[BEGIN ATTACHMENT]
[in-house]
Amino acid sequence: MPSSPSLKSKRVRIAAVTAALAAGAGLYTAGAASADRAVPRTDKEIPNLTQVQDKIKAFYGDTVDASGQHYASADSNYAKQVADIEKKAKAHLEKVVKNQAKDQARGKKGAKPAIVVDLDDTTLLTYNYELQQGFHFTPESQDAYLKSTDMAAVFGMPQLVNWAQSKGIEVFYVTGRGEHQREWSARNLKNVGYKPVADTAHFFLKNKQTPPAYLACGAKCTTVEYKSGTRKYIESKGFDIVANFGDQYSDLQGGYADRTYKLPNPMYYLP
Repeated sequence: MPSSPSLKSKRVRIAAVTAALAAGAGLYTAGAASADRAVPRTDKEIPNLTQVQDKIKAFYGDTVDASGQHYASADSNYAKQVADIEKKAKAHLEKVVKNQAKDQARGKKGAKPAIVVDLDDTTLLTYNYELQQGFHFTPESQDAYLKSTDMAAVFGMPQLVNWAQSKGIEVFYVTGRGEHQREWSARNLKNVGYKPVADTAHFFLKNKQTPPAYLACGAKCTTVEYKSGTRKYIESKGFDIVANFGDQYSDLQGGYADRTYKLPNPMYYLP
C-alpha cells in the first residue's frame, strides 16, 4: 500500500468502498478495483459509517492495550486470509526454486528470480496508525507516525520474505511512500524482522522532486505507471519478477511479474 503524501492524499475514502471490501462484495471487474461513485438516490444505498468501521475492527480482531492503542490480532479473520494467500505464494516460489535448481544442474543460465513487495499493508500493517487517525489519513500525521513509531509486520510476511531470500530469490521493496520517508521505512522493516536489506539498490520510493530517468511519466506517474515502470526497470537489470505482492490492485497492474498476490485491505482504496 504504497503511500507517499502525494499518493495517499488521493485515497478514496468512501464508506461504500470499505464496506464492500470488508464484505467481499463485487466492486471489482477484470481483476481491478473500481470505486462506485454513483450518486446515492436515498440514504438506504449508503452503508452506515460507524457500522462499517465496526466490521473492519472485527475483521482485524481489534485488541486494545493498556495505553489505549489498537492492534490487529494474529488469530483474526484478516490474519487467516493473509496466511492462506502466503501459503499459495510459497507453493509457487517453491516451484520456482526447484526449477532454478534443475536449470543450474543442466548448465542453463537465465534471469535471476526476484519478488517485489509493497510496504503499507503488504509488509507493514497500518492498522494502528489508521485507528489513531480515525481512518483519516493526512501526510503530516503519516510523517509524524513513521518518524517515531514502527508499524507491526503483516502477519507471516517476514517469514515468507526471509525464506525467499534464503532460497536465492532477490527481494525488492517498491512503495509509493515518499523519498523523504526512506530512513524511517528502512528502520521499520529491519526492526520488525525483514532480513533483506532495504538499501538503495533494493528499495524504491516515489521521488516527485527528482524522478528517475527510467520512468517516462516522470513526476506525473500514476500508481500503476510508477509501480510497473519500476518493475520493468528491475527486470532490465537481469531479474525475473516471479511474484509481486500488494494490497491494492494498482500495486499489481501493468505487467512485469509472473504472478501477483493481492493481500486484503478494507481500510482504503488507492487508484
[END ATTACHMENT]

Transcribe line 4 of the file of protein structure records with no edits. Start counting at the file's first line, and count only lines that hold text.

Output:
C-alpha cells in the first residue's frame, strides 16, 4: 500500500468502498478495483459509517492495550486470509526454486528470480496508525507516525520474505511512500524482522522532486505507471519478477511479474 503524501492524499475514502471490501462484495471487474461513485438516490444505498468501521475492527480482531492503542490480532479473520494467500505464494516460489535448481544442474543460465513487495499493508500493517487517525489519513500525521513509531509486520510476511531470500530469490521493496520517508521505512522493516536489506539498490520510493530517468511519466506517474515502470526497470537489470505482492490492485497492474498476490485491505482504496 504504497503511500507517499502525494499518493495517499488521493485515497478514496468512501464508506461504500470499505464496506464492500470488508464484505467481499463485487466492486471489482477484470481483476481491478473500481470505486462506485454513483450518486446515492436515498440514504438506504449508503452503508452506515460507524457500522462499517465496526466490521473492519472485527475483521482485524481489534485488541486494545493498556495505553489505549489498537492492534490487529494474529488469530483474526484478516490474519487467516493473509496466511492462506502466503501459503499459495510459497507453493509457487517453491516451484520456482526447484526449477532454478534443475536449470543450474543442466548448465542453463537465465534471469535471476526476484519478488517485489509493497510496504503499507503488504509488509507493514497500518492498522494502528489508521485507528489513531480515525481512518483519516493526512501526510503530516503519516510523517509524524513513521518518524517515531514502527508499524507491526503483516502477519507471516517476514517469514515468507526471509525464506525467499534464503532460497536465492532477490527481494525488492517498491512503495509509493515518499523519498523523504526512506530512513524511517528502512528502520521499520529491519526492526520488525525483514532480513533483506532495504538499501538503495533494493528499495524504491516515489521521488516527485527528482524522478528517475527510467520512468517516462516522470513526476506525473500514476500508481500503476510508477509501480510497473519500476518493475520493468528491475527486470532490465537481469531479474525475473516471479511474484509481486500488494494490497491494492494498482500495486499489481501493468505487467512485469509472473504472478501477483493481492493481500486484503478494507481500510482504503488507492487508484